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Mindful Learning: Lifelong Skills for Teachers and Learners

The world needs a sense of worth, and it will achieve it only by its people feeling that that they are worthwhile. Fred Rogers

When we look back upon our own school days most of us can remember a teacher who was “special” in our eyes, or a class where we seemed to sail through with flying colours.

I can still remember my teacher, Mrs. H. in Port Colbourne, Ontario when we first moved from Uganda to Canada. She was so gentle, kind and calm and, most importantly, non-judgmental. She allowed everyone a voice, and was able to manage the classroom with such grace. I’ve had other teachers through the years who I also remember fondly, mostly because I didn’t feel stress in their classrooms. As a teacher myself, I now understand that they were managing the classroom activities, personalities, and morale by modeling kindness and non-judgment.

Recently, I was reminded of Mr. Rogers. Remember him?

As a young child, I loved his teaching style. He was so gentle, with so many golden “quotables” that still seem so current in todays’ world. So many of his sayings have roots in mindfulness-based teaching. From those days to the present, it seems like we’re coming full circle, as mindfulness, in both learning and teaching, is becoming more present at schools today. 

At my daughter’s school, they have a “calm down” space, where if a child needs to decompress or needs some quiet time to write or work, they can go into this calm space. Children also have opportunities to participate in a Mindfulness Class with a visiting mindfulness instructor. I believe that if we can help teachers to live and embody the concepts of mindfulness, then not only would their stress be managed, but they would be more effective in handling all the big feelings of the children and the individual personalities in their classrooms. 

Nicholas Christakis a sociologist at Harvard University and James Fowler, a political scientist at the University of California advocate that within our network of family, friends, teachers, and colleagues, happiness spreads among people up to three degrees of separation. That means that the impact we have on each other has a ripple effect. So, when a child comes to school happy and mindful, then his/her teacher’s partner (2 degrees) and the spouse’s parent (3 degrees) will be impacted. The finding is called “Three Degrees of Influence.”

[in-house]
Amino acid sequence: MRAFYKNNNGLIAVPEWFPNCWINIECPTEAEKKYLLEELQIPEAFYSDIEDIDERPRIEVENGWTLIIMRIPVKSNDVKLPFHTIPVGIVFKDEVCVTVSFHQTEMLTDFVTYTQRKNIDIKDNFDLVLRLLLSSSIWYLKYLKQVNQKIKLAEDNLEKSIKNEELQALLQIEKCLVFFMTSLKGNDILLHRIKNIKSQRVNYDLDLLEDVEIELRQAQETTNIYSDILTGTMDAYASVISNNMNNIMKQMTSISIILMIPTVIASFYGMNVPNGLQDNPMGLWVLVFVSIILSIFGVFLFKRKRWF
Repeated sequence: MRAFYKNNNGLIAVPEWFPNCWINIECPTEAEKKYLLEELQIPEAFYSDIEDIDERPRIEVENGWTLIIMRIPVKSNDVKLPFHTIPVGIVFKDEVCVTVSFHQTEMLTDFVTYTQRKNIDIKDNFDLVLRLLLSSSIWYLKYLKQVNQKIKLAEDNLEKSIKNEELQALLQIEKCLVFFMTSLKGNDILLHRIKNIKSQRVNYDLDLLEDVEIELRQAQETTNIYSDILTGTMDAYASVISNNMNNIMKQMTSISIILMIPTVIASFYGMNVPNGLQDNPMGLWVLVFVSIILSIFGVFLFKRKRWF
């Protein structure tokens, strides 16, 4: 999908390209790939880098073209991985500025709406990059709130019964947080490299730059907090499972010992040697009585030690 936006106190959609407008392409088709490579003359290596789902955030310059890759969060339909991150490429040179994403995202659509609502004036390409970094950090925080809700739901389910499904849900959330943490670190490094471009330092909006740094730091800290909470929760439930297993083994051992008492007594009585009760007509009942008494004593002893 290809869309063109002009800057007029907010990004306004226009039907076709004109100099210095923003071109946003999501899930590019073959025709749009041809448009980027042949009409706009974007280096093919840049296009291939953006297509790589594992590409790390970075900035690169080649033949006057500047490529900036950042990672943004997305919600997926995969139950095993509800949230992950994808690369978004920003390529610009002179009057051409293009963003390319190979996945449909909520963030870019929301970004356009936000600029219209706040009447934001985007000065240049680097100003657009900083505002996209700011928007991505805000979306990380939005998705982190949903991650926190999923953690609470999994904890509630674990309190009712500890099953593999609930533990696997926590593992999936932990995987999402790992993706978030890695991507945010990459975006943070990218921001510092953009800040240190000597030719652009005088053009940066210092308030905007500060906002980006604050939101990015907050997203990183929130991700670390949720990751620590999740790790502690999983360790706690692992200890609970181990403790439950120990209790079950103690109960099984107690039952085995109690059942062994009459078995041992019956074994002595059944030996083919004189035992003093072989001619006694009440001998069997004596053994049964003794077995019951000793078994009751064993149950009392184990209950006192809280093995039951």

Based on this finding, this means that if a teacher comes to school unhappy and stressed, then 30 children go home with this negative effect on their siblings, parents, and grandparents.

What impact are you making today? 

Thankfully, teachers see the benefit in exploring mindfulness-based approaches to teaching to complement their teacher training as they naturally learn to recognize and tend to individual behavioral patterns in themselves and their students. I’ve found it so important for us, as parents, teachers, and colleagues to understand our own triggers and patterns of behaviour so we don’t get caught in reacting to situations and are in fact able to respond wisely. Mindful Changes offers mindfulness classes and workshops to teach kids and teens the skills and practice of mindfulness to apply to their daily lives at home and at school.

The science behind mindful learning

To learn effectively, and to activate their executive functioning, students need to engage the prefrontal cortex to focus their attention and become self-aware enough to notice a need to react and to recognize distraction.

There is growing body of evidence that strongly suggests regular and daily mindful awareness practice changes how our body and brain respond to stress, strengthens connections in the prefrontal cortex, and reduces reactivity in our limbic system. These changes support self-reflection, self-regulation and our executive functioning skills that play a critical role in teaching and learning.

As we now know, we can make deep changes in the way our bodies and minds function at any age. To help students learn to calm their bodies and minds, teachers use developmentally appropriate mindfulness activities and inter-personal mindfulness practices. Increased levels of mindfulness are also associated with improvements in psychological functioning in general. Mindfulness enhances mental processes that mitigate psychological distress, which promotes general well-being and compassion for self and others.

Teaching is an extremely emotionally-demanding profession. Fortunately, studies show that mindfulness-based stress reduction courses for teachers promote resilience and reduce emotional exhaustion. For parents of home-learners, this article offers tips to creating an effective and mindful place for learning at home.

Learning to be mindful in Vancouver

Mindful Changes provides mindfulness courses and workshops in Vancouver BC and the Lower Mainland. View upcoming mindfulness classes.

Contact Shahin directly for more details!

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About Shahin Najak

Shahin Najak is a Vancouver-area Mindfulness Coach and speaker, teaching in the Vancouver, BC area. She is certified as a Yoga Instructor and Reiki practitioner, as well as a Jack Canfield (author of Chicken soup for the Soul) Success trainer.

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